There is nothing like packing your backpack, grabbing a leash, and heading out into the great outdoors with your best friend. There is so much to sniff and see, and it’s fun and good exercise for both of you. However, before you hit the trails with your pup, think about how to lessen your impact on places you’re visiting, and to have a safe and fun experience.

You know your dog best. If your dog is nervous, anxious, or aggressive, or does not behave well in new situations, consider these factors when bringing them on adventures. The hike should be enjoyable for everyone: you, your pup, the people and pets sharing the spaces around you…and the wildlife that live here!

Credit: Mary Godnick
Credit: Mary Godnick

1. Follow Leave No Trace Tips for Dogs

It’s safe to say no hiker enjoys coming across a pile of dog poop when they step into the Adirondack backcountry. So, make sure to bring bags to collect and carry out your pet waste. As well, don’t allow your animal to chase wildlife, keep them on the trail and off vegetation, and follow other LNT principles concerning dogs.

2. Be considerate of everyone on the trails

The New York Department of Environmental Conservation asks dog owners to keep their pets under control on Forest Preserve lands, and other agencies have similar guidelines. The best way to do this is through proper training or simply keeping your dog on a leash 100 percent of the time. When a group approaches, leash your dog, and step to the side to let them pass. Ask other visitors on the trail if your dog can say hello before assuming it’s okay for them to approach. Not every human or dog on the trails loves dogs, so it’s always important to ask.

Courtesy: Ruffwear
Courtesy: Ruffwear

3. Know the rules for everywhere you go

Each activity in the Adirondacks has its own set of rules. For instance, the High Peaks Wilderness Area has certain leash rules. On some trails on private land, such as Indian Head and Rainbow Falls, dogs are not allowed at all. On other trails, dogs must be leashed at all times. Check online for rules and regulations before you go.

4. Think about your dog’s needs

Being outside is about having fun. When you’re heading out on an adventure, it’s important to put your dog’s comfort level first. Plan your trip around your dog’s interests, age, ability, and energy levels. Research activities beforehand, so there are no unexpected rock scrambles or water crossings. And, be fully ready to turn around if your dog isn’t having fun. During your journey, look for signs of dehydration, heat exhaustion, hypothermia, and pain…and take breaks often.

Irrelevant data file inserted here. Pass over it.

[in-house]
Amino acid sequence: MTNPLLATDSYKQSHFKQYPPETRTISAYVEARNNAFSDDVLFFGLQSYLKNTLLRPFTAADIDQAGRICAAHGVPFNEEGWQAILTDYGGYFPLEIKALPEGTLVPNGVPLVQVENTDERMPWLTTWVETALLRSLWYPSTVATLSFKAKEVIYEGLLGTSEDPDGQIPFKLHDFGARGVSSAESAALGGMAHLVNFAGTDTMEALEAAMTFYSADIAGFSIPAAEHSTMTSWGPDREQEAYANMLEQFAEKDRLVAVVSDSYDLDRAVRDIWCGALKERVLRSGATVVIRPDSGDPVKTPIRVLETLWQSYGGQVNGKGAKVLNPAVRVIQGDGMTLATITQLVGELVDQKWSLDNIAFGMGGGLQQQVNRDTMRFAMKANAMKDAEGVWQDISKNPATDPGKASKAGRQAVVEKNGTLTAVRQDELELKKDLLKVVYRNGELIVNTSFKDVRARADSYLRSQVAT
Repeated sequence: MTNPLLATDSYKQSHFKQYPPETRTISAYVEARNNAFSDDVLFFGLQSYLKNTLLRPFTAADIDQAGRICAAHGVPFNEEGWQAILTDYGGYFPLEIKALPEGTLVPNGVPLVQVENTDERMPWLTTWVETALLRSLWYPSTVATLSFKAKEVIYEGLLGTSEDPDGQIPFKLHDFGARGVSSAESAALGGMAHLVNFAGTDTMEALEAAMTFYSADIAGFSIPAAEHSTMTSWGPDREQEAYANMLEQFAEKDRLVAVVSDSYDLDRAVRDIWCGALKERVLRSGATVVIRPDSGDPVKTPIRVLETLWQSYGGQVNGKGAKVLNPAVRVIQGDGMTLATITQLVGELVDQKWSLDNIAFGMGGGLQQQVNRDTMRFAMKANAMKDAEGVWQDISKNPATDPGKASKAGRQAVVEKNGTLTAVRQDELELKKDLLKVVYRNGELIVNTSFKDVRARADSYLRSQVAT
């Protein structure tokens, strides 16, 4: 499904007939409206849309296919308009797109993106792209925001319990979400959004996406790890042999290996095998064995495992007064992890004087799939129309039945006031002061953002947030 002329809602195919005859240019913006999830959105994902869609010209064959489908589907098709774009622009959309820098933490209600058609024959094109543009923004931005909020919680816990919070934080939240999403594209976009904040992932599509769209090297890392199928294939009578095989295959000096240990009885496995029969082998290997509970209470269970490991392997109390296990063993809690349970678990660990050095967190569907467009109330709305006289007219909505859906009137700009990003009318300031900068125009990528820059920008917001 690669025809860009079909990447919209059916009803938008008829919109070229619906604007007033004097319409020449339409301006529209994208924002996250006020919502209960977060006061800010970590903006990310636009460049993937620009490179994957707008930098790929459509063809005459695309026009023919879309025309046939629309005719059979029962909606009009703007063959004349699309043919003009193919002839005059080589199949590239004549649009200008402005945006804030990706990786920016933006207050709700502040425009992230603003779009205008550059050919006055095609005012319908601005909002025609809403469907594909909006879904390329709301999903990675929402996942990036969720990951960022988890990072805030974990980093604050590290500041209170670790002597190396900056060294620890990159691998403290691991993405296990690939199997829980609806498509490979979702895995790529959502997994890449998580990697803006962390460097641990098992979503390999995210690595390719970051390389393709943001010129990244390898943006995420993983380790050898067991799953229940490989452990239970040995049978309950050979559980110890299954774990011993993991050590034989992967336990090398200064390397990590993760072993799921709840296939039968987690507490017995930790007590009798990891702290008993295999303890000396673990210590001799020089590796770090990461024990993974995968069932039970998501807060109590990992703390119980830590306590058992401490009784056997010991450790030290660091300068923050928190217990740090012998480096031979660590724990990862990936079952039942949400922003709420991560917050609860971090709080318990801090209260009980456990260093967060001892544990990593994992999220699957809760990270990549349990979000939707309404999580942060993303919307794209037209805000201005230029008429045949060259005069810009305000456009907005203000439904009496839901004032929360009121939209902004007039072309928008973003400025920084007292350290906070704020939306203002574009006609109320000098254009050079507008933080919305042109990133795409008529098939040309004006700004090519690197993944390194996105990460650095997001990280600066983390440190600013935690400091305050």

Credit: Mary Godnick
Credit: Mary Godnick

5. Wear the right gear

Especially during hunting season, many trails are shared by a variety of outdoor enthusiasts. In response, it’s important that your dog stays visible to other people and animals in the Adirondacks. Your dog should wear a reflective collar, bright bandana, or harness that can be spotted from afar. Some dog owners that hike deep into the Adirondacks also prefer their pet wear a bell on their collar, so they can be heard by humans and wildlife. Additionally, there are cooling vests, insulated warming “jackets,” booties, and life jackets made for dogs that may also be helpful.

6. Safety isn’t just for humans

Bring an extra water bottle and healthy treats for your dog. Use a portable water bowl or reuse a plastic container to give your dog water frequently. Carry a small first-aid kit that includes materials you can use to administer first aid if your pup gets injured. The Humane Society recommends a few essential items for pet first aid. Additionally, tick-borne diseases are a real threat in the Adirondacks, so talk with your vet about the best flea and tick prevention options for your pet.

7. Think about your post-adventure hangs

Many restaurants, shops, breweries, campgrounds, and lodging options in the Adirondacks are dog-friendly. Still, call ahead to make sure that any place where you’ll grab a bite to eat and rest your feet can also accommodate your dog. New York State law prohibits the confinement of an animal in a motor vehicle in extreme temperatures, so avoid leaving your pooch in the car.